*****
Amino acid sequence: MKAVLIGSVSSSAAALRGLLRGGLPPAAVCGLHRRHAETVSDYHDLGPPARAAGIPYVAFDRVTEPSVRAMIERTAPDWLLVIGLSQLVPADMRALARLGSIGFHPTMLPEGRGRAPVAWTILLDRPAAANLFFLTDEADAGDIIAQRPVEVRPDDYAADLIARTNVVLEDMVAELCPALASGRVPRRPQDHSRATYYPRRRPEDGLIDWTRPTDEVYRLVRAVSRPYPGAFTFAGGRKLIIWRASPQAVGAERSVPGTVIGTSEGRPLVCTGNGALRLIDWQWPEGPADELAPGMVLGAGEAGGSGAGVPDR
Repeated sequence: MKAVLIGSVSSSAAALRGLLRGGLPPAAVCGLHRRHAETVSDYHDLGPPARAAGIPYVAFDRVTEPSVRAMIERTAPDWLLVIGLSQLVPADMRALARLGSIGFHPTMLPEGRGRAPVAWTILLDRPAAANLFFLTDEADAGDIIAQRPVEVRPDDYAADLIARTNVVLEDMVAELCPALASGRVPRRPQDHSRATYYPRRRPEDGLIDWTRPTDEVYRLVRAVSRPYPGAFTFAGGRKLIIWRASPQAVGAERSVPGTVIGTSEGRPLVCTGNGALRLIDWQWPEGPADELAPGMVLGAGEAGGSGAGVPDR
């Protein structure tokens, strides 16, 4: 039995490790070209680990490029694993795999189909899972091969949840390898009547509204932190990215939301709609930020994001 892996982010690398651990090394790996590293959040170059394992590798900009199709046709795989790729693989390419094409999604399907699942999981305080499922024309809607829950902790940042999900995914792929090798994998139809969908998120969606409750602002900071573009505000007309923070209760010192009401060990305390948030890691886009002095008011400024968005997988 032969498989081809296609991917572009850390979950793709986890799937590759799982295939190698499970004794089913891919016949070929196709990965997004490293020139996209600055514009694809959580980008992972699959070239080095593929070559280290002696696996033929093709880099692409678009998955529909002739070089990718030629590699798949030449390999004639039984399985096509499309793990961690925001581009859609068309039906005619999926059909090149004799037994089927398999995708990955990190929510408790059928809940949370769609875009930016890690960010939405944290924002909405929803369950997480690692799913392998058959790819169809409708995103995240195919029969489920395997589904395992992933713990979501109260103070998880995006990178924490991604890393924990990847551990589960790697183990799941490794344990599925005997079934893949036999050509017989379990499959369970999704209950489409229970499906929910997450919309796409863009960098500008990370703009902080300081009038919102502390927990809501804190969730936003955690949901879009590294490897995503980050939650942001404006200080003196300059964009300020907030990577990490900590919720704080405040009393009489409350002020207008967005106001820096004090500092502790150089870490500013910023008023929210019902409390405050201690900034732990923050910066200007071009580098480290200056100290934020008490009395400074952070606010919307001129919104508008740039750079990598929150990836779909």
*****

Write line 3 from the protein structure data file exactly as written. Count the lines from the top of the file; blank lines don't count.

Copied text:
């Protein structure tokens, strides 16, 4: 039995490790070209680990490029694993795999189909899972091969949840390898009547509204932190990215939301709609930020994001 892996982010690398651990090394790996590293959040170059394992590798900009199709046709795989790729693989390419094409999604399907699942999981305080499922024309809607829950902790940042999900995914792929090798994998139809969908998120969606409750602002900071573009505000007309923070209760010192009401060990305390948030890691886009002095008011400024968005997988 032969498989081809296609991917572009850390979950793709986890799937590759799982295939190698499970004794089913891919016949070929196709990965997004490293020139996209600055514009694809959580980008992972699959070239080095593929070559280290002696696996033929093709880099692409678009998955529909002739070089990718030629590699798949030449390999004639039984399985096509499309793990961690925001581009859609068309039906005619999926059909090149004799037994089927398999995708990955990190929510408790059928809940949370769609875009930016890690960010939405944290924002909405929803369950997480690692799913392998058959790819169809409708995103995240195919029969489920395997589904395992992933713990979501109260103070998880995006990178924490991604890393924990990847551990589960790697183990799941490794344990599925005997079934893949036999050509017989379990499959369970999704209950489409229970499906929910997450919309796409863009960098500008990370703009902080300081009038919102502390927990809501804190969730936003955690949901879009590294490897995503980050939650942001404006200080003196300059964009300020907030990577990490900590919720704080405040009393009489409350002020207008967005106001820096004090500092502790150089870490500013910023008023929210019902409390405050201690900034732990923050910066200007071009580098480290200056100290934020008490009395400074952070606010919307001129919104508008740039750079990598929150990836779909």